Not really the biggest problem in the world, but when I use [mre] in a comment it expands to "minimal reproducible example". It would sound way more natural if it expanded to "minimal and reproducible example".

So I suggest adding the word "and".


Obviously, my English skills were not as good as I thought.

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    As a native English speaker, I find "minimal reproducible example" much more natural – Nick A the Popcorn King Sep 12 at 15:03
  • @NickA Really? I am not a native English speaker, but this really surprised me. – klutt Sep 12 at 15:04
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    Yes really :), including the and breaks up the words in such a way that it's difficult to say them without it sounding awkward (it's also physically difficult to say them without slowing down to an unnatural pace, at least IMO) – Nick A the Popcorn King Sep 12 at 15:07
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    @NickA Actually, I think it needs a comma after "minimal" to be correct English: "minimal, reproducible example". But I agree that no "and" is required. Reason: "minimal" is describing "example", not "reproducible"? If "minimal" is supposed to describe "reproducible" then it would need to be an adverb ("minimally"). – Cindy Meister Sep 12 at 15:17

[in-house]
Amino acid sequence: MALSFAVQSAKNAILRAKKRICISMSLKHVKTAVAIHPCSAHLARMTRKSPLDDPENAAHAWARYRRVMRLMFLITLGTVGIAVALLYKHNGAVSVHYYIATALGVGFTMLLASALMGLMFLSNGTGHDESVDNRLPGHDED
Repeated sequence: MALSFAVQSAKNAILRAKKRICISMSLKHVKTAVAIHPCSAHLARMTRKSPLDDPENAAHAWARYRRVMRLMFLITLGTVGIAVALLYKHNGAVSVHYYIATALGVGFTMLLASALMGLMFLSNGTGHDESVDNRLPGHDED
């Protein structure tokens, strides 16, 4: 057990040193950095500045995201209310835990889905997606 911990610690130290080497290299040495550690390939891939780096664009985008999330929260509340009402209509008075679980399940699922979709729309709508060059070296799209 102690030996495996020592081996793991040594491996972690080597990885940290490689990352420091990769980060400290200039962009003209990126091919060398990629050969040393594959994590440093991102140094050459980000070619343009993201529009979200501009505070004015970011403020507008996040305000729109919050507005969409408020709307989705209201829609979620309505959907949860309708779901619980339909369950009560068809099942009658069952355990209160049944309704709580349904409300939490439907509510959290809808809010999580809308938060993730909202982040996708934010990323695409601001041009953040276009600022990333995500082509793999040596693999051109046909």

• @CindyMeister Agreed, I was trying to find a source on sentence rhythm when something is of the structure <adjective> <adjective> <noun>, but didn't find any useful ones. I think this is as good as I could find. – Nick A the Popcorn King Sep 12 at 15:20
  • @NickA Yes, that's appears to be a valid reference, although I don't agree with the feisty little dog example. My test is: can you leave one of the descriptive words out and it still makes sense. Or, if one of the descriptive words describes another descriptive word it should not be an adjective, it should be an adverb. Then it becomes a question of what the intent is. – Cindy Meister Sep 12 at 15:27
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    @CindyMeister I parse it as "minimal" modifying "reproducible example". "Minimally reproducible example" describes an example which is only just barely reproducible (probably not what we want), "minimal, reproducible example" describes an example which is both minimal and reproducible (those two are almost always mutually exclusive), "minimal reproducible example" describes a reproducible example which is minimal. – manveti Sep 12 at 18:17
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    "This is a big white elephant". "This is a small fluffy bunny." "This is a minimal reproducible example." – VLAZ Sep 13 at 6:30
  • Plus, this would open up the possibility of adding [mare] as yet another shorthand for "example". – Lewis Sep 13 at 8:31

After reading the comments I completely disagree with my own proposal. I leave it just in case someone else comes with the same idea.

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